U.S. Coast Guard's Last Recoverable POW Laid to Rest
The Coast Guard’s last known recoverable prisoner of war (POW) from WWII was laid to rest during a ceremony in Buffalo, New York, on Saturday.
Lt. James Crotty graduated from the Coast Guard Academy in 1934, and served aboard cutters based out of New York, Seattle, Alaska, and Sault Ste. Marie, Mich. In 1941, Crotty was sent to study at the Navy’s Mine Warfare School, where he became the Coast Guard’s expert on mine warfare. From there he was shipped to the Philippines where he arrived a few months before the Japanese attack at Pearl Harbor. Crotty was attached to the In-Shore Patrol Headquarters at the American Navy Yard at Cavite near Manila. On December 10, 1941, the Japanese bombed and damaged most of the base at Cavite.
After evacuating from Cavite to Corregidor, Crotty was assigned as the Executive Officer of the Navy minesweeper, USS Quail. Crotty acquired the deck guns off the Quail and other ships and commanded a force of Marines and Army soldiers against enemy forces raiding Corregidor’s beaches.
Crotty was taken prisoner by Japanese forces when Corregidor surrendered on May 6, 1942. He was taken to the prison camp at Cabanatuan.
Late in the summer of 1942, a severe diphtheria epidemic swept through the camp. Crotty entered the hospital camp on June 15, 1942 with diphtheria and died on July 19, 1942. He was buried in Common Grave 312, along with others who died around that time.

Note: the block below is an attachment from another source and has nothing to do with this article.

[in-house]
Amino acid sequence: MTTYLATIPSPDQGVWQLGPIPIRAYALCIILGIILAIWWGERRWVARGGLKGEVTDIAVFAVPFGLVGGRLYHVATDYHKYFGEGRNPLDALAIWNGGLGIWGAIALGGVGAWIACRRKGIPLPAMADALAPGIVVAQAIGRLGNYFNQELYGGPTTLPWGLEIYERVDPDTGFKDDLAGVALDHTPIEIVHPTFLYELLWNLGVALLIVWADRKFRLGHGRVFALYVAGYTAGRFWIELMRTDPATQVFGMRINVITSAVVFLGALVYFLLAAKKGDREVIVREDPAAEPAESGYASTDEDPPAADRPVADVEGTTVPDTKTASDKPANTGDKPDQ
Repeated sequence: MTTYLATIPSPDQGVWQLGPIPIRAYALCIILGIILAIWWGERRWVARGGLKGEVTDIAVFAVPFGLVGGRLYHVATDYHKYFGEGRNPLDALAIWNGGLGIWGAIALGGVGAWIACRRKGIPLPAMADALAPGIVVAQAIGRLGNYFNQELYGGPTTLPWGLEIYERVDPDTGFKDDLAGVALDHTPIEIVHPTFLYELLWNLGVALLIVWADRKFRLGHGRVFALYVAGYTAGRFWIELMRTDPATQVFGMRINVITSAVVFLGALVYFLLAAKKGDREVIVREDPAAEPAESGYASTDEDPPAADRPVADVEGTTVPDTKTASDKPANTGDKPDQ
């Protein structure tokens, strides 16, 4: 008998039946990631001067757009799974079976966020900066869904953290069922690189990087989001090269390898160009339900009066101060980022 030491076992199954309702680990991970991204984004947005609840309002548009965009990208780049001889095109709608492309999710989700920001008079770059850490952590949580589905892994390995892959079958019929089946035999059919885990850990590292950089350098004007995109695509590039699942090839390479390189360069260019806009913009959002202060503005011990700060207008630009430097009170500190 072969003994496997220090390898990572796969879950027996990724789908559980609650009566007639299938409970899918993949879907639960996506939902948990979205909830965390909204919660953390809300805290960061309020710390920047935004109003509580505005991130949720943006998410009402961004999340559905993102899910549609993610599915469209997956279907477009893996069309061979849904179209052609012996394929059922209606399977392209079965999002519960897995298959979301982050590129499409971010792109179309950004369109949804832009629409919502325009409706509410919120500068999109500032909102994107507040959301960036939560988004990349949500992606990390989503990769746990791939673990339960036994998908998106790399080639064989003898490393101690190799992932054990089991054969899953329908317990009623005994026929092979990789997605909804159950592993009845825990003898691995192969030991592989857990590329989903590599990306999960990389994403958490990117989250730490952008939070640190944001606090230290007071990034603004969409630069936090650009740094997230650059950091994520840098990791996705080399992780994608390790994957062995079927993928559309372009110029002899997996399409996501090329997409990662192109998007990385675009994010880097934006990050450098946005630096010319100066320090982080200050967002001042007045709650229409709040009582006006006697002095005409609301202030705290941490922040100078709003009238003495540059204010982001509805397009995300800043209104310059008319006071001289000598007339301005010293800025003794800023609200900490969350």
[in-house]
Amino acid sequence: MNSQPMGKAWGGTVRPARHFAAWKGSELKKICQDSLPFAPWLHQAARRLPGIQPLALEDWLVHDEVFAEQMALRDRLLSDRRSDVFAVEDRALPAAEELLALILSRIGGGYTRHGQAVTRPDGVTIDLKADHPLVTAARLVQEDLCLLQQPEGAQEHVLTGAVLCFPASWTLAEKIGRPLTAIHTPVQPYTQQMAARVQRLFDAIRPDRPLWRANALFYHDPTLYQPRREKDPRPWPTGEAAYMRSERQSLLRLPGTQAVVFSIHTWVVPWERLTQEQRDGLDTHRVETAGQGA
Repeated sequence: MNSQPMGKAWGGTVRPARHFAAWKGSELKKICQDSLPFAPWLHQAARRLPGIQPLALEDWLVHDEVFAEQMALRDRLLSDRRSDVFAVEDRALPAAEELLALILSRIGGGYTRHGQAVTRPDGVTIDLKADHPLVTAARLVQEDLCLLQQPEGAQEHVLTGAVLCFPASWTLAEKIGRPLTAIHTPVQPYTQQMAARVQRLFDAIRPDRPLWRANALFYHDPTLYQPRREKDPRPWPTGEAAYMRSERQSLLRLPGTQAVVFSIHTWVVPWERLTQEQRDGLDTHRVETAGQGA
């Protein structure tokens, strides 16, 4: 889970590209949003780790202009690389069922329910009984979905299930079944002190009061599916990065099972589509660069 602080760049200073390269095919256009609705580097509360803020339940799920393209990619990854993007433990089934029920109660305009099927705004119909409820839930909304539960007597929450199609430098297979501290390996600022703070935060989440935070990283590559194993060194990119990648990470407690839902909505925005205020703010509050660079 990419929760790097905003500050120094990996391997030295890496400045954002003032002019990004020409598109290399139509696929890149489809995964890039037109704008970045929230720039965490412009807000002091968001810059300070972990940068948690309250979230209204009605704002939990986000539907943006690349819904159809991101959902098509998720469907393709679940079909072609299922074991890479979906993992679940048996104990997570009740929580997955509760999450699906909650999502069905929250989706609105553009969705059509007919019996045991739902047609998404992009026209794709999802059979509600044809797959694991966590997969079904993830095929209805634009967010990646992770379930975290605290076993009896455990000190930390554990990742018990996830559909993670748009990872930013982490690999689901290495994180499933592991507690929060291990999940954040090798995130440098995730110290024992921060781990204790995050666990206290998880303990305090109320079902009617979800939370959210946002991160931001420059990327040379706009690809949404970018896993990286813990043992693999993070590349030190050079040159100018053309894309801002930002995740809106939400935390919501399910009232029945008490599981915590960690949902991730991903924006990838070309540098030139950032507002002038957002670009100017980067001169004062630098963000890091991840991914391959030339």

Between December 1945 and March 1946, remains were exhumed, examined, and those unable to be identified were relocated to U.S. Armed Forces Cemetery Manila #2. Crotty was among these.
In January 2018, the Defense POW/MIA Accounting Agency disinterred unknown remains from the cemetery and positively identified Crotty.
Lt. Crotty was transported aboard a Coast Guard HC-130 airplane from Hawaii to Sacramento, California, before being flown to Niagra, New York where he was received with full military honors.
“The family of Lt. T. James Crotty (Uncle Jimmy) is overwhelmed with joy to receive his remains and welcome him home,” said Patrick X. Crotty, nephew of James Crotty. “Through the initiatives of family members, especially Michael Kelly, Jimmy’s great-nephew, and the responsiveness of the United States Coast Guard, most notably, historian Dr. William Thiesen, we have partnered for 10 years to make this happen.”